Dayna's Blog

Holidays, walks and who knows what

Ruined Castle, Blue Mountains – 9 September 2014


A half-day walk for anyone of moderate fitness wanting to escape the crowds, get a different view of the Three Sisters, and who isn’t afraid of stairs. The walk can be extended to a full day walk depending on your starting point, or to include over-night hike options for experienced hikers.

Start/Finish: Glenraphael Drive, Katoomba

Distance: Approx 9km (+0.5km each way to where we left our car)

Time: Approx 4hrs

Difficulty: Medium

Ruined Castle hiking map & elevation graph - Katoomba, Blue Mountains

The geological feature in Jamison Valley known as ‘Ruined Castle’ (circled in red below) is visible from Echo Point Lookout as a little rise between Mt Solitary (which rises up directly in from of you from the middle of the valley), and the Narrowneck Plateau which has a ridge extending into the valley from the right.

Ruined Castle from Echo Point Lookout - it's the small rise circled in mid-distance - Katoomba, Blue Mountains

After yesterday’s (slightly disappointing) walk, we were looking for something a little more challenging – and one that would ideally also take us away from other people! We were on holidays, after all!

Our New South Wales National Parks & Wildlife Service (NSW NPWS) Walking Track Guide suggested the walk would take 6 hours, and rated it medium/hard. This didn’t faze us; along with the description of walk it sounded just what we were after. The SV Map had a slightly more conservative estimate of 5 hours to complete the walk. You’ll note from the graph above that we weren’t exactly racing along (camera-in-hand syndrome) and we did it in 4hrs, so… mind you, we didn’t really stop as we climbed back up the steps. Just one or two photos on the way. Yep, have a cruisey walk then race up the cliff at the end (with, ahem, the aid of the handrails). Makes perfect sense.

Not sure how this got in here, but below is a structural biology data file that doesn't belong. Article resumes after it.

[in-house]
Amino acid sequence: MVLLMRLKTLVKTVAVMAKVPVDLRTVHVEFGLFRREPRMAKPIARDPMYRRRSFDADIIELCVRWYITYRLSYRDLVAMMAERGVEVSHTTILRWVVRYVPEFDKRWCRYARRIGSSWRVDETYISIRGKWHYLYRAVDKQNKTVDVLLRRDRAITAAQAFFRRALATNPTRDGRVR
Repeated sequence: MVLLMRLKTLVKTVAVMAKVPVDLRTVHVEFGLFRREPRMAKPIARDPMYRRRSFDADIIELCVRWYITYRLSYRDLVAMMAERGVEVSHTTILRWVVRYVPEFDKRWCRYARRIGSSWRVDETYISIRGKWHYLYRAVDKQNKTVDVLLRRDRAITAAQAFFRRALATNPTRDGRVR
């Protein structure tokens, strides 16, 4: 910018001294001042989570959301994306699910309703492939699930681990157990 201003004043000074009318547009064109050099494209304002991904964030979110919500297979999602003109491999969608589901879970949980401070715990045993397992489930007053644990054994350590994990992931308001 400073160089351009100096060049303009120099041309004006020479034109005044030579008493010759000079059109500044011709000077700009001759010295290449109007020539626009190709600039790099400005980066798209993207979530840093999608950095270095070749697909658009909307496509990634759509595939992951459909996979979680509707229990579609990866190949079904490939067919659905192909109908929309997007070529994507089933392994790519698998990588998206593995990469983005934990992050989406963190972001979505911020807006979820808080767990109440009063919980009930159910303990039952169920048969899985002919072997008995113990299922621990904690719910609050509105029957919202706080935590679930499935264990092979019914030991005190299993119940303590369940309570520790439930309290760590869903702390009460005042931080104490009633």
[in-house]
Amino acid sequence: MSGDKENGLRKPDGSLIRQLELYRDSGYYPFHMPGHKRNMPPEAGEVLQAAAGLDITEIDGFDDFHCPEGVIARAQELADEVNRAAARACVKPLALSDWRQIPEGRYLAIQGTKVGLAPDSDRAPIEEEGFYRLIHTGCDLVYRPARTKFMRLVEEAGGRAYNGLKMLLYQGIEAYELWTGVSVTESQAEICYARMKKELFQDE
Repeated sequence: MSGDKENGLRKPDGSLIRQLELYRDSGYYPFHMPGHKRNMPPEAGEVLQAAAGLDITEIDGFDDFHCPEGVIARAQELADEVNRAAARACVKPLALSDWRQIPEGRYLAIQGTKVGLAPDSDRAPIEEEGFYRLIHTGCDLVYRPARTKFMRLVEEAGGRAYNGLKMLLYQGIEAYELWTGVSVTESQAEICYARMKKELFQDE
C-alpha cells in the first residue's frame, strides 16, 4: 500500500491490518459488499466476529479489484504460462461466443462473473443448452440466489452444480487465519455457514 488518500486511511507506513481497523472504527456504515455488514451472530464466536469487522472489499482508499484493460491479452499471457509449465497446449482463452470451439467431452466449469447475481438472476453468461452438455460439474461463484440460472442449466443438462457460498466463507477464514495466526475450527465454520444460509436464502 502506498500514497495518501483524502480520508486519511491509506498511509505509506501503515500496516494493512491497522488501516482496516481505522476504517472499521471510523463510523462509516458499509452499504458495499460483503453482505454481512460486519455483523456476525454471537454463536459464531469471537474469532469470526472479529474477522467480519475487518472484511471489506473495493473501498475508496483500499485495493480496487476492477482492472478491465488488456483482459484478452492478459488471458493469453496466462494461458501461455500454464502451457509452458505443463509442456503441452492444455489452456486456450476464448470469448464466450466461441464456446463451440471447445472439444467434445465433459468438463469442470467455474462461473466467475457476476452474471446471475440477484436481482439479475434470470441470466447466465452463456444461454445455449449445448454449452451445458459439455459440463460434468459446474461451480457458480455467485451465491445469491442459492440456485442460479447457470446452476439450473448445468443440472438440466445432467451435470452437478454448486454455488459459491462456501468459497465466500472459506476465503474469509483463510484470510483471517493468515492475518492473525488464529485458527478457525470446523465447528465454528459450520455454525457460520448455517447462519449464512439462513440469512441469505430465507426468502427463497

Glenraphael Drive was very easy to find; it was once we got there that the fun started. Yes, we have asked the MINI to pretend it’s a 4wd before and it’s done admirably well to date, but the further we went along this unsealed road, the larger the ruts and holes got! Fortunately there was a spot we could park on the side of the road which turned out to be only about 500m from the start of the Golden Stairs, so it wasn’t too bad.

We were looking forward to getting down into the valley – it was incredibly windy on the ridge tops. It had blown in overnight; a cold wind too, for all that it was a bright, sunny day.

The Golden Stairs are steep, though on average possibly slightly less so than those of the Giant Stairway, but more than the Furber Steps. The signs advise to allow half an hour to walk the 800m to the bottom where the steps meet the Federal Pass Walking Track, that more or less follows the old tramway put in when coal was being mined in the area by pick and shovel.